The Philippines' first Metrology in Chemistry Laboratory will be inaugurated on November 9, 2021. Science Secretary Fortunato T. De La Peña will lead the event together with the Director of DOST-ITDI, Dr. Annabelle V. Briones. Trade and Industry Secretary Ramon M. Lopez will be the keynote speaker.
Established by the Industrial Technology Development Institute (DOST-ITDI), the 1900 m2, 4-story MiC Laboratory is located on Saliksik Street in the Science Complex in Bicutan, Taguig City. It will gather in hundreds from the food and water industry sectors and science communities as it officially opens its services to the public on Tuesday.
DOST-ITDI Director, Dr. Annabelle V. Briones, admitted that "It took us quite a while, a decade actually, to establish our chemical testing services and house it in one of the most economically vital and heavily invested infrastructures in metrology."
DOST-ITDI created the MiC Laboratory to help local testing laboratories comply with traceable chemical measurements by producing reference materials (RMs) and conducting accuracy-based Proficiency Testing (PT) schemes.
What makes RMs valuable is how it supports the results of measurement laboratories to ensure that commodities can pass stringent international trade standards on food quality and control. MiC thus aims to reduce the detention and recall of Philippine products for export.
But, while highly characterized, authenticated control materials, such as RMs, are vital in food testing, the Philippines took time to develop these. Finally, through the MiC Laboratory of DOST-ITDI, these are readily available.
Dr. Benilda S. Ebarvia, the former project leader of the MiC Team who conceptualized the establishment of the laboratory, explained that chemical testing and production of RMs or referencing is time-consuming.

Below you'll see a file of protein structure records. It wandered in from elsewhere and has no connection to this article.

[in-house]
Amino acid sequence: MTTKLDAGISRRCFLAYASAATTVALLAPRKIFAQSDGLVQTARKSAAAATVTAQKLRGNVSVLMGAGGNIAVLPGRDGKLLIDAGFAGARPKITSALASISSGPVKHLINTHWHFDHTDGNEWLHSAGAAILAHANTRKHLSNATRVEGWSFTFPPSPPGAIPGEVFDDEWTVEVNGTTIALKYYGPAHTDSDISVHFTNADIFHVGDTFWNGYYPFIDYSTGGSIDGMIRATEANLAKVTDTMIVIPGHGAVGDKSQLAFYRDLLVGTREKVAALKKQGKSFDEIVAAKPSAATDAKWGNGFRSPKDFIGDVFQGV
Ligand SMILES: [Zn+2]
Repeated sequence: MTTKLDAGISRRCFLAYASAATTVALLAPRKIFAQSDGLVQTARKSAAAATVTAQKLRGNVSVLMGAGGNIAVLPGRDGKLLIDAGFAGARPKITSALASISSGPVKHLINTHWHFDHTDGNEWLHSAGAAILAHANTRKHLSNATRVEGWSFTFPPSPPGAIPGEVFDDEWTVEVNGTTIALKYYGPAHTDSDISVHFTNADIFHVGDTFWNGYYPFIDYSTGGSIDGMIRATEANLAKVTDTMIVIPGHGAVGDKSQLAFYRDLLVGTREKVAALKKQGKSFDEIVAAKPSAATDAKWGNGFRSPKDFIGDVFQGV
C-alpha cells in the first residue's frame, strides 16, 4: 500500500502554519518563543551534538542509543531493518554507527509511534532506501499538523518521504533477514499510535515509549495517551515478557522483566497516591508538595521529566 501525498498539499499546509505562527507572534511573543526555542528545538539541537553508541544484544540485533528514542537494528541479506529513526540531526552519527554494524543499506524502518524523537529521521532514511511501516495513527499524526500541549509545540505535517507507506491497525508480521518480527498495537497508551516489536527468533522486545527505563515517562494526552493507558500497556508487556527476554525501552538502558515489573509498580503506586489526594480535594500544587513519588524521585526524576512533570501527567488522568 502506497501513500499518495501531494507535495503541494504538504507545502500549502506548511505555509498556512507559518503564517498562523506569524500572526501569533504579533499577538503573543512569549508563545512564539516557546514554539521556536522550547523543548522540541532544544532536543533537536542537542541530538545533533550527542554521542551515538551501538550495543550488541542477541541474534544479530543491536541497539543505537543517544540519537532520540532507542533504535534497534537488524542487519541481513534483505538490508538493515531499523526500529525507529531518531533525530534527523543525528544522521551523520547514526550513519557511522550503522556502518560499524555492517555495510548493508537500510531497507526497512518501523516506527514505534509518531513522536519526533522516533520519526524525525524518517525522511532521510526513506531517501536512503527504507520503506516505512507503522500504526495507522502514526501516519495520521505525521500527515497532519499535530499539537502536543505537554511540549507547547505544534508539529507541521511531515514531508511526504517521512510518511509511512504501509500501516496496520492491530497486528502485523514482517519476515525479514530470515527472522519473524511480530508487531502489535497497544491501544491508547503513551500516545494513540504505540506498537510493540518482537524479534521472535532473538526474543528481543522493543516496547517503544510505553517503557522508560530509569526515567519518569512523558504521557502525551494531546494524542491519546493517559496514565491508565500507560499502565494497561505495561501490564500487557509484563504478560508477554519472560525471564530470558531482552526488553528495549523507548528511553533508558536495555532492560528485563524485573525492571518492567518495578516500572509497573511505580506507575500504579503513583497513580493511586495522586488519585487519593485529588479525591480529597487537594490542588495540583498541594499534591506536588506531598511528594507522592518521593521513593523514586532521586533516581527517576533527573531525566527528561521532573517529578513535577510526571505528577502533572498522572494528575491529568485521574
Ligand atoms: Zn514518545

She added that the referencing process requires skills that need to be learned and honed through the years adding that, "RM development has to be matched with appropriate, state of the art – that means very expensive - equipment. Staff who will be using the equipment and devices have to be trained to use, maintain, and troubleshoot the same."
Currently, most Philippine food manufacturers rely on RMs purchased overseas like the US, UK, Japan, China, and Thailand. RMs are pretty pricey; one material per food product may cost from Php15,000 to Php30,000. Further, these are updated continually.
To date, DOST-ITDI has developed RMs on trace presence of toxic metals in drinking water (manganese, nickel, cobalt, and iron), benzoic acid in banana catsup, sulfite as a preservative in dried mango, and histamine (a chemical indication of food spoilage) in dried salinas fish.
This year, it hopes to complete the development of 15 RMs on trace presence of pesticides in fresh mango, and other fruits and vegetables; and presence of veterinary drug residues such as salbutamol in pork meat; and 3-Amino-5-morpholino ethyl-2-oxazolidone or AMOZ in fish, among others.
Early works include RMs on the presence of trace heavy metals in water, such as lead, cadmium, copper, iron, manganese, nickel, zinc, cobalt, and magnesium. As well, an RM on calcium, a reactive metal in water, was developed. These metals are toxic and noted for their potential toxicity in the environment.
Through referencing, the MiC Laboratory stands to cut costs on purchasing RMs abroad by our local food and water industries. Further, it aims to ensure that local products pass international trade standards to avoid product recall or detention, a scenario that is too costly and damaging for our economy.
The MiC Laboratory is monitored by the Philippine Council for Industry, Energy, and Emerging Technology Research and Development (DOST-PCIEERD) under a five-year program on capabilities enhancement of the National Metrology Laboratory of the Philippines.
By: AMGuevarra (DOST-ITDI S&T Media Service)